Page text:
It is disheartening to watch our state and nation being ripped apart by people who are tired of being quarantined and others who are scared (for good reason) of the COVID-19 virus.
I was recently corresponding with a schoolmate who is well versed in health care policy, who also was very upset about the cancellation of his daughter’s high school graduation. It got me to thinking.
When we have a tornado, we don’t tell everyone to go into their basements — only those in the line of the storm. (Of course, putting everyone into basements would be the safest course of action, but unrealistic.) Yet that is what we have been doing with this virus.
What if we developed a rating system for our state, based on counties and their numbers of COVID-19 cases?
Say, for example, you are in a county with between one and five confirmed cases of the virus. Your county’s status would be open — stay vigilant, but businesses can operate, life can return to some normalcy. If people choose to wear a mask they can; if not, it is acceptable.
If your county were to have six to 20 cases, you would be on yellow alert. Businesses could still be open, but with precautions. Masks would be suggested for wearing in public places; social distancing would be followed. Gatherings would be limited to less than 10 people unless everyone were tested.
If your county had between 21 and 50 cases you would be orange. Limited movement suggested, restaurants open for takeout only, elderly (over 65) suggested to quarantine themselves and only go out for necessities. Stores in an orange county should have specialty hours for elderly and immunocompromised individuals (early when the stores are the cleanest).
Finally, any county with more than 50 cases would be red, a hot zone. Hunker down, watch movies and stay put! Hypervigilant testing — open to more than those who are symptomatic.
The threshold numbers I’ve chosen are just for illustration. The real categories would be set by the governor and his task force. We could have weekly updates on case counts and changes in county statuses could be announced at that time.
We have been holding hostage counties with very little COVID-19. Frankly, they are tired. There are more than 25 Minnesota counties with fewer than 5 cases, yet we are allowing their small businesses to fail and stealing precious memories from people with very limited risk of disease spread. What we should want and expect is for people to be at the ready to quarantine when necessary — but to carry on with normalcy until it becomes necessary. Our state could be a leader in this change and become a beacon of hope for the rest of the country.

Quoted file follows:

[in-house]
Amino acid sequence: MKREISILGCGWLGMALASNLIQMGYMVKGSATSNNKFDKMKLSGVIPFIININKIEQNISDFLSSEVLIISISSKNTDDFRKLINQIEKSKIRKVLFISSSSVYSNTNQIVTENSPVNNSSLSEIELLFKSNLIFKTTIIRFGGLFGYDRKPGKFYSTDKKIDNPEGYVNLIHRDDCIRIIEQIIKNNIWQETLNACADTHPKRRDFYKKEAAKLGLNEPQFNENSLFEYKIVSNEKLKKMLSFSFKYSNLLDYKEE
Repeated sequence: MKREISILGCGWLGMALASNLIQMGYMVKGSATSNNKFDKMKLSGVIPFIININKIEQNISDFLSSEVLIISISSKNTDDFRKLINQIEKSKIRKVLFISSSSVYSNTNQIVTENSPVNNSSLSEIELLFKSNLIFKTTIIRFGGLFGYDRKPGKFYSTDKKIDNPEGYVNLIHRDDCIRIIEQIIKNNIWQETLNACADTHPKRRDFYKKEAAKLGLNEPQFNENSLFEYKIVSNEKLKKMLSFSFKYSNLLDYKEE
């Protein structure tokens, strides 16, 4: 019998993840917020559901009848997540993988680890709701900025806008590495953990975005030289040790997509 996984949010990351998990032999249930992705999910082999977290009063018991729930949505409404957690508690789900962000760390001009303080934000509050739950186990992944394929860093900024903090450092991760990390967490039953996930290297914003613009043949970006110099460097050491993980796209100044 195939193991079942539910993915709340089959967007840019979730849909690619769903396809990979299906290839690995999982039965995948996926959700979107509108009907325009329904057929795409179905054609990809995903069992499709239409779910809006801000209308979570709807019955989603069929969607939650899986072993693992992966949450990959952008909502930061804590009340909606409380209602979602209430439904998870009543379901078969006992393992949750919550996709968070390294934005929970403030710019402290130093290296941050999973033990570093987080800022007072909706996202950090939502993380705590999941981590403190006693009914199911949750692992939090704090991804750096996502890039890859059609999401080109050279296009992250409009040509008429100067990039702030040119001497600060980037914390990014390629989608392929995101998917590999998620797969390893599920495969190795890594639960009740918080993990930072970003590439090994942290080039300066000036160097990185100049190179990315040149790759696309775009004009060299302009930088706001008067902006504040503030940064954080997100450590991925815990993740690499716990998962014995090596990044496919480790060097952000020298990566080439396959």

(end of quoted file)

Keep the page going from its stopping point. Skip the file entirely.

A suggestion for group gatherings: graduations, weddings, birthday parties. What if we make testing available for the graduates and immediate family members with a 24-hour turnaround — and those testing negative would be welcome to participate? Perhaps if antibody tests were available they wouldn’t need the actual COVID-19 test for everyone. This would require a high testing capacity.
I know keeping everyone safe is our goal. But I think we also need to be realistic (that’s what we nurses are known to be — realistic). We need to mitigate risk by testing and by grading the risk across the state. Some of us are in low-impact areas — lots of wide-open spaces and few infections. Currently we are treating everyone as if they live in Hennepin and Ramsey counties.
I think compliance with recommendations would go up if we were recognizing that not everyone is in the same high-risk areas. You might even have people avoiding the areas of greatest risk if they knew it was a “red” zone.
Finally, I know our senior care facilities are at greatest risk. They should remain vigilant with regard to keeping the virus out of their facilities. But this can only be accomplished if we test staff. Many staff work at more than one facility (because it is difficult to live on a certified nursing assistant’s salary — a topic for another opinion piece!). Testing is the only means available to proactively get ahead of the spread of this virus.
I ask our government leaders to consider these approaches. Constituents are restless. We are a state composed of many different communities — please recognize that reduction in COVID-19 cases is only one of the needs of the people in this state.
We need businesses to thrive, paychecks to feed families, and we need to celebrate milestones when we are able. We must prioritize and mitigate risk and adjust to changing circumstances. This is an evolving process — not everyone should be living as if they are in the “hot zone.”
MerriLea Kyllo, of Lester Prairie, Minn., is a registered nurse.